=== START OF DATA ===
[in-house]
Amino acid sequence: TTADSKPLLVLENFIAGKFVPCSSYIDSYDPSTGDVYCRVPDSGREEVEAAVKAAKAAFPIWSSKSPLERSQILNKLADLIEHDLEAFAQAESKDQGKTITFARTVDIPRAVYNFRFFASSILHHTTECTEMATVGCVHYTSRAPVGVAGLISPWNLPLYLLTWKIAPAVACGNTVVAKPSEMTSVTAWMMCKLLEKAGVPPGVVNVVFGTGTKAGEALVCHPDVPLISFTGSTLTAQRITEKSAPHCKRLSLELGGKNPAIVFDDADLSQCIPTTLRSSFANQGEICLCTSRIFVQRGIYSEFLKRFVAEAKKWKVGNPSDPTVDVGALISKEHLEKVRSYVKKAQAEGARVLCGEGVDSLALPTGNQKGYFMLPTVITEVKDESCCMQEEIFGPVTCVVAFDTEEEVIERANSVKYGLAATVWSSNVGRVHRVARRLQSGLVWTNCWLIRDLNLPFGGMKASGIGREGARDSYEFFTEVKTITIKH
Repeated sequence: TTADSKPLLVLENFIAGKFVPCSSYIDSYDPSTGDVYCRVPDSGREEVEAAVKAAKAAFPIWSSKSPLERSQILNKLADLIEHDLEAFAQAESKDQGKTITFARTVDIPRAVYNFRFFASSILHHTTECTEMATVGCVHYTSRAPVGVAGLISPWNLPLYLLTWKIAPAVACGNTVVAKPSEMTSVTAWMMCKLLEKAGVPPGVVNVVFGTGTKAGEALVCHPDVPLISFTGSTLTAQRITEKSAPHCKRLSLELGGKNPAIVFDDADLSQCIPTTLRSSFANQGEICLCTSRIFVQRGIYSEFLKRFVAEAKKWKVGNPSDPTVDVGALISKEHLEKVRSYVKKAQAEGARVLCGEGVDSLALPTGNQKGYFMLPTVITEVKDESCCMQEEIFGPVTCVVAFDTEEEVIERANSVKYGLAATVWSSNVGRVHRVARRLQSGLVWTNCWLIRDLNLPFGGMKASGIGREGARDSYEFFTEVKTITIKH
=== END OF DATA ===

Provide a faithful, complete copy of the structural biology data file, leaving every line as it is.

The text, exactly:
[in-house]
Amino acid sequence: TTADSKPLLVLENFIAGKFVPCSSYIDSYDPSTGDVYCRVPDSGREEVEAAVKAAKAAFPIWSSKSPLERSQILNKLADLIEHDLEAFAQAESKDQGKTITFARTVDIPRAVYNFRFFASSILHHTTECTEMATVGCVHYTSRAPVGVAGLISPWNLPLYLLTWKIAPAVACGNTVVAKPSEMTSVTAWMMCKLLEKAGVPPGVVNVVFGTGTKAGEALVCHPDVPLISFTGSTLTAQRITEKSAPHCKRLSLELGGKNPAIVFDDADLSQCIPTTLRSSFANQGEICLCTSRIFVQRGIYSEFLKRFVAEAKKWKVGNPSDPTVDVGALISKEHLEKVRSYVKKAQAEGARVLCGEGVDSLALPTGNQKGYFMLPTVITEVKDESCCMQEEIFGPVTCVVAFDTEEEVIERANSVKYGLAATVWSSNVGRVHRVARRLQSGLVWTNCWLIRDLNLPFGGMKASGIGREGARDSYEFFTEVKTITIKH
Repeated sequence: TTADSKPLLVLENFIAGKFVPCSSYIDSYDPSTGDVYCRVPDSGREEVEAAVKAAKAAFPIWSSKSPLERSQILNKLADLIEHDLEAFAQAESKDQGKTITFARTVDIPRAVYNFRFFASSILHHTTECTEMATVGCVHYTSRAPVGVAGLISPWNLPLYLLTWKIAPAVACGNTVVAKPSEMTSVTAWMMCKLLEKAGVPPGVVNVVFGTGTKAGEALVCHPDVPLISFTGSTLTAQRITEKSAPHCKRLSLELGGKNPAIVFDDADLSQCIPTTLRSSFANQGEICLCTSRIFVQRGIYSEFLKRFVAEAKKWKVGNPSDPTVDVGALISKEHLEKVRSYVKKAQAEGARVLCGEGVDSLALPTGNQKGYFMLPTVITEVKDESCCMQEEIFGPVTCVVAFDTEEEVIERANSVKYGLAATVWSSNVGRVHRVARRLQSGLVWTNCWLIRDLNLPFGGMKASGIGREGARDSYEFFTEVKTITIKH